- Booster Gold
Showing posts 0-5 of 179 matching: blue beetle
Friday, May 10, 2019
Newsarama.com reports that Heroes in Crisis #9 will be delayed a week until May 29. They insinuate that this was an editorial decision to coincide the release with that of the much-delayed Doomsday Clock #10. Is Doctor Manhattan now to blame for the events of Heroes in Crisis, too?
(Side note: when reading Tom King's work, I so often feel like I understand what he was trying to say while simultaneously being terribly frustrated by how he has chosen to try to say it. In that vein, Heroes in Crisis could be one of the most irritating stories I've ever bought. King clearly wants to say some real things about a real public health crisis, but his message gets lost in a murder-mystery with a reveal that is impossible to see coming — the story admits that there are literally no clues — and makes the misguided decision to turn a beloved hero into a super villain [re-writing his powers in the process] in a manner that only serves to reinforce the initial public perceptions that King ostensibly wants to break down. Grr.)
Speaking of Heroes in Crisis, you may have noticed that Booster Gold appears only in flashback in issue #8. At least that's what I thought when I first read it. It was only on re-read that I realized that Booster's looming presence is probably foreshadowed (pun intended) in these panels set in the present.
See that big, round shadow? The big shadow. Not the little shadows within that shadow. (Does the Speed Force cast shadows now?) It sure seems to me that big round shadow is the Blue Beetle's Bug airship arriving to witness this pivotal scene.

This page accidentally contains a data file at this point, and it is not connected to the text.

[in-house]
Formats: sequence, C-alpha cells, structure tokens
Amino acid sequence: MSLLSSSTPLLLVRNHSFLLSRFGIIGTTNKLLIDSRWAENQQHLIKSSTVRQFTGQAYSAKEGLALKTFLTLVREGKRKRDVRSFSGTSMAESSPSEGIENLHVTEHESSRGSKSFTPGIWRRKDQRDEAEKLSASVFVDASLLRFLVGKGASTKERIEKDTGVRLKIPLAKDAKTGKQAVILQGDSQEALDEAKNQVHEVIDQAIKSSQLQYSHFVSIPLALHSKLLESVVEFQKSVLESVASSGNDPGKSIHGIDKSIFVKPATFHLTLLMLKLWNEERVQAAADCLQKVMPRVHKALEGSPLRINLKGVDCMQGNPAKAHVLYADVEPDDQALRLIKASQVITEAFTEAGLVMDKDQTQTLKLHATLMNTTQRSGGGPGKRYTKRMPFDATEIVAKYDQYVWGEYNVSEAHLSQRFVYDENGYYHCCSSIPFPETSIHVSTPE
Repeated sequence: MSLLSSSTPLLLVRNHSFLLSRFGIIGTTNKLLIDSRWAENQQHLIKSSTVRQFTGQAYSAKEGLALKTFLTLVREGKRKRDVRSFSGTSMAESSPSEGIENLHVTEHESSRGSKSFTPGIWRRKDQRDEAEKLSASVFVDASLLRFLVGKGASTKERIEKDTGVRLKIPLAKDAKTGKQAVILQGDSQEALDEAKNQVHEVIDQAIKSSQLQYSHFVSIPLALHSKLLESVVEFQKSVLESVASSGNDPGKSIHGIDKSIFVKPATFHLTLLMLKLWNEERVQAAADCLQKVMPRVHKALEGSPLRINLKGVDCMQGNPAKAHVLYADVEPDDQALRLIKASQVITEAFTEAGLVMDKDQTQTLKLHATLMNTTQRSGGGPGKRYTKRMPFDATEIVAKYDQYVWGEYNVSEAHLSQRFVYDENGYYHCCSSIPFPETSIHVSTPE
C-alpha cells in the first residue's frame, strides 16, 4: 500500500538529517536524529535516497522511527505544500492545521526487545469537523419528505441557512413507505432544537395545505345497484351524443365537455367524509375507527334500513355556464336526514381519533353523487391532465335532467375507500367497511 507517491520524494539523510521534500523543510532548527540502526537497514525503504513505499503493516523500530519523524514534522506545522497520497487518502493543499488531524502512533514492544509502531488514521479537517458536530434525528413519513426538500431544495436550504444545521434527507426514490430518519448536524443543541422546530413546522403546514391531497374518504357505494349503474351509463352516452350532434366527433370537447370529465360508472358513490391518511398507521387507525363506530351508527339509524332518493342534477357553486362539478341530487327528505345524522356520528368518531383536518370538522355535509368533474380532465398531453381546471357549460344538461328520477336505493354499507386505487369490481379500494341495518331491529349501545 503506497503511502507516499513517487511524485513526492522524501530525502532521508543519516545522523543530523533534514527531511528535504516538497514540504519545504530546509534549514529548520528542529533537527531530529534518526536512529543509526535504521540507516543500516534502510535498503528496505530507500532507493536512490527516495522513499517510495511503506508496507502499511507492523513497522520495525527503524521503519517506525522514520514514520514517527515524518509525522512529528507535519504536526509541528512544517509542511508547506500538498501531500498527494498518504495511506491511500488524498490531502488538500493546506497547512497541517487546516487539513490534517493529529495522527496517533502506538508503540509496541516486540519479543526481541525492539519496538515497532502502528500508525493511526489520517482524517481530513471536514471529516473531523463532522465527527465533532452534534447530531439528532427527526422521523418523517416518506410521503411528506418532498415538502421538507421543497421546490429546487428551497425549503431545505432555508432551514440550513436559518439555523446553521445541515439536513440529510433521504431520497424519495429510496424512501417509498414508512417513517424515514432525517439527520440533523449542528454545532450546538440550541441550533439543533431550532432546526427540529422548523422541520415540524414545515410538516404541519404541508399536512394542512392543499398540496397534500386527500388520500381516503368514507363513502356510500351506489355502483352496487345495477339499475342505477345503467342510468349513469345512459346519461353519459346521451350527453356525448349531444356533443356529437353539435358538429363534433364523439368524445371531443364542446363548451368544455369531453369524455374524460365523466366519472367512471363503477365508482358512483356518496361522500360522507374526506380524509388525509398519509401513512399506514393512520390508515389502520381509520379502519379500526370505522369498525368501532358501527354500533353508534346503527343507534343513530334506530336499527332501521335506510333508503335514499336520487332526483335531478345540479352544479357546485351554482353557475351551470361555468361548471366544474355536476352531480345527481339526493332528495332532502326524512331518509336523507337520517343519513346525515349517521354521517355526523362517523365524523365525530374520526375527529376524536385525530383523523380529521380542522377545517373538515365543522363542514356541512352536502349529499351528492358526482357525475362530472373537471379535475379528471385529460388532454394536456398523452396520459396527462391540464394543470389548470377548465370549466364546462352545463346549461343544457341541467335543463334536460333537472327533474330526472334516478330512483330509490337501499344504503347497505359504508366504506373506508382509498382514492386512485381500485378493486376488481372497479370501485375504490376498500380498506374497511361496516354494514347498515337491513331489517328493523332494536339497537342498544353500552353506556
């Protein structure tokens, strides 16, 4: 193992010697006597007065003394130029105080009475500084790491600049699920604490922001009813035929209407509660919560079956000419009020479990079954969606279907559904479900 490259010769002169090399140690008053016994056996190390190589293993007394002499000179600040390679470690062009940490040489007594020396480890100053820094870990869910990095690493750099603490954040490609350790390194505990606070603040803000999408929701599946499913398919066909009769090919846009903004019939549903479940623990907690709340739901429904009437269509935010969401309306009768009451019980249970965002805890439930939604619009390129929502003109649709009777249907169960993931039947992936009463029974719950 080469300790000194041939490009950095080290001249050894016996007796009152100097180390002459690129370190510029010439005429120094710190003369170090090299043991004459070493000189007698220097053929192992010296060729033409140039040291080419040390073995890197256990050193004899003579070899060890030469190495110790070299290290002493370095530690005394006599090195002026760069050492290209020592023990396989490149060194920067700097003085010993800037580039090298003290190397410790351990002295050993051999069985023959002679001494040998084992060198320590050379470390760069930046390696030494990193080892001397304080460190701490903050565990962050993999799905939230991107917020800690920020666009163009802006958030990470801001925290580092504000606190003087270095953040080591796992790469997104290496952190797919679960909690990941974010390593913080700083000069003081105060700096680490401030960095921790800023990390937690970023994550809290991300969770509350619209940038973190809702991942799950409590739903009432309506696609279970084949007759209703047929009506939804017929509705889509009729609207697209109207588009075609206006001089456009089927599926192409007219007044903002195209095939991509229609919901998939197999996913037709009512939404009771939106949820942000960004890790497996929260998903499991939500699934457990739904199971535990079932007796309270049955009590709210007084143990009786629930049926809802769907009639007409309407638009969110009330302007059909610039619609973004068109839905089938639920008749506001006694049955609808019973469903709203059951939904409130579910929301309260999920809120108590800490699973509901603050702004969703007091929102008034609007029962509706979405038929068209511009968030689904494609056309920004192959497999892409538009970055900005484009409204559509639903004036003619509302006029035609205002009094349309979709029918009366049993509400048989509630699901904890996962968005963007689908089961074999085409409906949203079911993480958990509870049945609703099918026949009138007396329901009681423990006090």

A recent tweeted by Tom King of the splash page for Issue #9, showcasing the Bug streaking across a breathtaking sunset, looks to confirm my theory.
Art by Clay Mann & Tomeu Morey
Great Caesar's Ghost, that's amazing. My complaints about shadows (and Tom King's style) aside, this series really does have some of the most sublime art ever seen in a mainstream comic book.
Monday, April 29, 2019
My two favorite muppets as my two favorite heroes, as sketched by illustrator Neil R King, aka BoldFacedComics on DeviantArt.com.
For the record, that's Waldorf wearing Booster's gold and Statler in Beetle blue. Those two old grumps have never dressed better.
Friday, April 26, 2019
It is a cliche in superhero comic books that characters die and then get better. The trope was well established by the time Superman's funeral ignited the general public's imagination, but ever since 1992, you simply aren't a real super hero until you've returned from "the other side" at least once.
Booster Gold joined that not-so-elusive club on this day in 1994 between the panels of Justice League Task Force #13.
At the time, the Justice League had been fractured into three groups with incompatible philosophies about what constituted "justice." Wonder Woman's "international" faction was most in line with the historic methods of the team as the strong arm of traditional, established political authorities. Martian Manhunter's task force was also aligned with the United Nations, though it preferred less direct means of diffusing problems. Captain Atom, on the other hand, championed more unconventional and forceful means of "extreme" justice, fighting fire with fire, so to speak.
These internal differences were exacerbated by the threat of the alien Overmaster, who had returned to Earth (after a previous encounter with the Justice League a decade earlier) in order to eradicate humanity. He had the power to do it, too. The dysfunctional Justice Leagues America, International, and Task Force have to put aside their differences to stop him. The crossover event, titled "Judgement Day," reads better than many of DC's official "Crisis"s.